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Denmark's Mikkel Damsgaard celebrates after scoring his side's opening goal during the Euro 2020 soccer match between Russia and Denmark at the Parken stadium in Copenhagen, Denmark.

Jonathan Nackstrand/AFP/Getty Images

There was a ton of emotion throbbing through Monday’s late games at Euro 2020. Denmark, the country and the team still distraught about the cardiac arrest that befell Christian Eriksen in the opening match against Finland, was in dire need of the uplift from an emphatic win.

That came as Denmark thrashed Russia 4-1, erasing the emotionally draining 1-0 loss to Finland when the first game finally resumed. It also erased the incongruity of the 2-1 loss to Belgium by a team still recovering from the Eriksen incident. Denmark had to win, had to score several goals to ensure the team moved on to the next round. If it didn’t, the heartbreak would have been too, too much. So, Denmark delivered in fine style. Nobody cared much that Russia was eliminated.

For Finland, it was excruciating too. In St. Petersburg, it faced a Belgium team that had already qualified for the knockout stage. But, having won against Denmark, tiny Finland might still make the huge leap to the next round if it could hold Belgium to a draw or events in the Denmark-Russia match favoured it. Pride, emotion and simple mathematics were all involved.

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There is another emotional corner to be explored and it involves Belgium. We’ll get to that.

As it happened, Finland failed. The team and country need to wait on remaining games and results they have no control over. It might progress, as one of the best third-placed teams, and it might not. But in its first major tournament finals, Finland, never remotely thought of as a soccer power, gained the soccer world’s affection. Its players are a wacky bunch, apparently. Post-game they like to relax in the sauna with a beer. They’re loved intensely by the fans. They have grit. But against Belgium, grit would never be enough.

The thing about Belgium is this: it is top-ranked by FIFA as the best team in the world, lo these many years now, but the team has never actually won anything.

That is, the team hasn’t won a trophy – it was the third-place winner at the last World Cup – but it just keeps winning matches and allowing very few goals against it. You might think this team is some kind of Barnum & Bailey greatest-show-on-earth, but it isn’t. It is just the best team in the world because, probably, on wins and results, it is. It wasn’t always this way.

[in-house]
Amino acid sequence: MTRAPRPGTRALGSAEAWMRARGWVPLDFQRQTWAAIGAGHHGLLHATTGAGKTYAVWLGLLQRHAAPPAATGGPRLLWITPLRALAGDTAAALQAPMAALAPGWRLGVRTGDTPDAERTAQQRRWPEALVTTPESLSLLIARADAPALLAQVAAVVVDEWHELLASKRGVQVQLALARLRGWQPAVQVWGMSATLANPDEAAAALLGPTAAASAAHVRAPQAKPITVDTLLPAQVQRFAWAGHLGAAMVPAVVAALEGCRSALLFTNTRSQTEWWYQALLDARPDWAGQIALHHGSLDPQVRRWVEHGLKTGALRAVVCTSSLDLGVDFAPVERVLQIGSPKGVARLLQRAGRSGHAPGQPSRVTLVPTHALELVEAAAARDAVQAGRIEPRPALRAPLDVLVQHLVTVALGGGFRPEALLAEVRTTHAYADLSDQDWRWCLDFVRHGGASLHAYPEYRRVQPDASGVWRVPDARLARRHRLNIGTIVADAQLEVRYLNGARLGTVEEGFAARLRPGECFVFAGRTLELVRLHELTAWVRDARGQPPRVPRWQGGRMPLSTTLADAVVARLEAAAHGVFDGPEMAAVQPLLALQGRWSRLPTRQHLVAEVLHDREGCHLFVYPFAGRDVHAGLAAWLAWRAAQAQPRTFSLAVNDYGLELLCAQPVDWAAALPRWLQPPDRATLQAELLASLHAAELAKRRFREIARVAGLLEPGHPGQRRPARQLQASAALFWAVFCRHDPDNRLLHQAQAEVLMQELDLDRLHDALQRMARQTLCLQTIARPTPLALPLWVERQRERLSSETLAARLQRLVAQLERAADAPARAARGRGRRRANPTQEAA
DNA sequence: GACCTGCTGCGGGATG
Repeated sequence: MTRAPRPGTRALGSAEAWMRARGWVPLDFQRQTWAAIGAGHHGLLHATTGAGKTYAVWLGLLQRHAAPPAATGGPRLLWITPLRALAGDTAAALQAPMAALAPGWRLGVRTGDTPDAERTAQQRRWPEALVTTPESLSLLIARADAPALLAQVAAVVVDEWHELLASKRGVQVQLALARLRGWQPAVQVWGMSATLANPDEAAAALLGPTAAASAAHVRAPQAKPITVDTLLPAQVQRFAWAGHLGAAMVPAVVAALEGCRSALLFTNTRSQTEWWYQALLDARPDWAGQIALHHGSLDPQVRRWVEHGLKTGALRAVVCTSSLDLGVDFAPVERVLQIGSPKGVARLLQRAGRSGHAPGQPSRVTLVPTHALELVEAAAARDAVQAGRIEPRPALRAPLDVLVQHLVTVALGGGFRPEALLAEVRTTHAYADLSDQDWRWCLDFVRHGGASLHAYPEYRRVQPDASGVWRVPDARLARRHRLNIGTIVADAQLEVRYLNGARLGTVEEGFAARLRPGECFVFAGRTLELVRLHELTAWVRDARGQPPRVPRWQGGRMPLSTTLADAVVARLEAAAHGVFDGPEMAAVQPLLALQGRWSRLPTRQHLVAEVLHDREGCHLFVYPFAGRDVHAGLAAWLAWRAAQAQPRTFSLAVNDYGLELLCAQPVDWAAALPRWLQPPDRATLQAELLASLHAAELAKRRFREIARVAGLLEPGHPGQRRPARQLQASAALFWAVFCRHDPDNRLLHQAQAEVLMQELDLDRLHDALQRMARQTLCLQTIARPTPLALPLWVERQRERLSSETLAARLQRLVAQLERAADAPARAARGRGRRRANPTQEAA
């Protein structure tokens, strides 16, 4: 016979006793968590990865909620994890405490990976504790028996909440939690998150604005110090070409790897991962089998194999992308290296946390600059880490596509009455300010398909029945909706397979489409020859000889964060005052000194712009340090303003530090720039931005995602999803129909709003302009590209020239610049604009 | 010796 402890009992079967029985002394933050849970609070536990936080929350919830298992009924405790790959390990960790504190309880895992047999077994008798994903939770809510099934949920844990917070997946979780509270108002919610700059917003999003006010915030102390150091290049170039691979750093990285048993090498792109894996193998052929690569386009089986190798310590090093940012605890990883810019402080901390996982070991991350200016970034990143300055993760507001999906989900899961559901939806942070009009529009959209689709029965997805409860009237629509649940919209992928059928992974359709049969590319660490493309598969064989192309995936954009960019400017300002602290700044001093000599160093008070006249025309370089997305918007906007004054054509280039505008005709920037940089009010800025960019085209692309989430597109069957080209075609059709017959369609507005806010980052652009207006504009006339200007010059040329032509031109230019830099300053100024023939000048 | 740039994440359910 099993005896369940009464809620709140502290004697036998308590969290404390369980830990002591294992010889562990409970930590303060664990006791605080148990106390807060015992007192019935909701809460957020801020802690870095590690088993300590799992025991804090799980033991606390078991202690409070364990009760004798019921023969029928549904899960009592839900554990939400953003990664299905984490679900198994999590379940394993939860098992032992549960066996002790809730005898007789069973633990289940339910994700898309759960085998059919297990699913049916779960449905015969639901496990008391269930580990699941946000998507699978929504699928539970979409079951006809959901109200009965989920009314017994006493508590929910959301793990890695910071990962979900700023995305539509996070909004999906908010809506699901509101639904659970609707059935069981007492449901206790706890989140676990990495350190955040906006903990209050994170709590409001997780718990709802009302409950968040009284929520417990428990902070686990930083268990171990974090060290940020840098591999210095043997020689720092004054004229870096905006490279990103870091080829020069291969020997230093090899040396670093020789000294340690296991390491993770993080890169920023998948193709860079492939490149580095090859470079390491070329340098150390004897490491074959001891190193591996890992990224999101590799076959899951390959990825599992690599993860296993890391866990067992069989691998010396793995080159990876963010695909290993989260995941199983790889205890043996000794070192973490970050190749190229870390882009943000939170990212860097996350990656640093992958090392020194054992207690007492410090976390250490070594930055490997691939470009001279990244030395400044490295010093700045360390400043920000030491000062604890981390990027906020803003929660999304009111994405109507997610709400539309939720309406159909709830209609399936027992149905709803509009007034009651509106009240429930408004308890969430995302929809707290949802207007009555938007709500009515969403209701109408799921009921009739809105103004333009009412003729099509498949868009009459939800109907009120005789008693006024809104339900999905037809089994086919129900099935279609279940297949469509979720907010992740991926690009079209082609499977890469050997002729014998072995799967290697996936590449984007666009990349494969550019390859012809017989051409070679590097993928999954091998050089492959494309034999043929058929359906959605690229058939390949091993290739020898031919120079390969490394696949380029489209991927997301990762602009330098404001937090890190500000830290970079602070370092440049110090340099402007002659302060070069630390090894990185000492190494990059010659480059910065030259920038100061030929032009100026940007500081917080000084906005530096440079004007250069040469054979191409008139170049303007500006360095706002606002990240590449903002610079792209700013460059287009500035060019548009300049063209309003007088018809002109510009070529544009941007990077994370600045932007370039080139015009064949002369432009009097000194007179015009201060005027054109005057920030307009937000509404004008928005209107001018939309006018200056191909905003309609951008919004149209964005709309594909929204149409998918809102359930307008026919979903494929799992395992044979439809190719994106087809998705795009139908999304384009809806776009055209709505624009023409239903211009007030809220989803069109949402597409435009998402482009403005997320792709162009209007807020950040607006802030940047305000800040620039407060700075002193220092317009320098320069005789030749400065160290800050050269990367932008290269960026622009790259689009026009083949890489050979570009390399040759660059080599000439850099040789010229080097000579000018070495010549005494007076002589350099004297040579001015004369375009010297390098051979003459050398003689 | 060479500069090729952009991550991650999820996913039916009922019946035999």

In the fall of 2008, I went to Brussels to see Belgium play a World Cup qualifying match against Spain. On a damp, chilly night Spain won handily 2-1 (goals by Andres Iniesta and David Villa) and Belgium’s two outstanding players were Wesley Sonck, who scored for his country that night, and Marouane Fellaini. Remember him? Played for Everton and Manchester United; all elbows, enthusiasm and height?

I heard much grumbling among Belgium supporters (there were 45,800 in the King Baudouin Stadium) and gripes that seemed rehearsed. No team unity, people said. Fellaini was a pop star, not a team player. The clusters of players from the different areas of Belgium – Flemish, French, German – didn’t unite together.

In the media centre, it was a different story. Local reporters told me – after they asked, “What the hell are you doing here? – to pay attention to the youth teams. The under-17, under-19 and under-21 teams were brimming with talent. This guy Eden Hazard was talked about with awe. France had tried to claim him, as he could get French citizenship, but he was sticking with Belgium because, well, he liked the team, the setup.

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The setup was key. One fellow journalist explained to me that the Belgian Football Association had invested in research. Now, we’d call it data. The plan was to find and identify good young players, bring them together often, shape them as both team players and individual talents. Regional rivalries and feuds were erased. The creation of several generations of great Belgian teams was a national cause.

You can see the impact now. Romelu Lukaku has said in an interview with CNN Sport that he has known many of his teammates since he was 11 or 12 years old, and they have shared experiences, shared knowledge of victories and disappointments that they still talk about. Goalkeeper Thibaut Courtois has said he’s played alongside Lukaku since he was 13 years old, “So that’s like half my lifetime.”

The bonding worked in a way that makes Belgium a dazzlingly co-ordinated team to watch. Rare for a team with three world-class goal-scorers, it is unselfish with the ball. Its players pass with unerring instinct and Kevin De Bruyne is not just one of the most composed and accurate passers, he is magnanimous, allowing the teammate with the better chance to score the potential goal. That night in Brussels I was skeptical, having never heard of these kids. But I checked, and exactly one month later Eden Hazard was called up to play for the senior national team.

Belgium was a top pick, along with France, Portugal and England, to win Euro 2020. It still could finally win the trophy that its stats say it should. Belgium’s players have probably spent more time together than they have spent with their families. Never discount that throbbing emotional bond.

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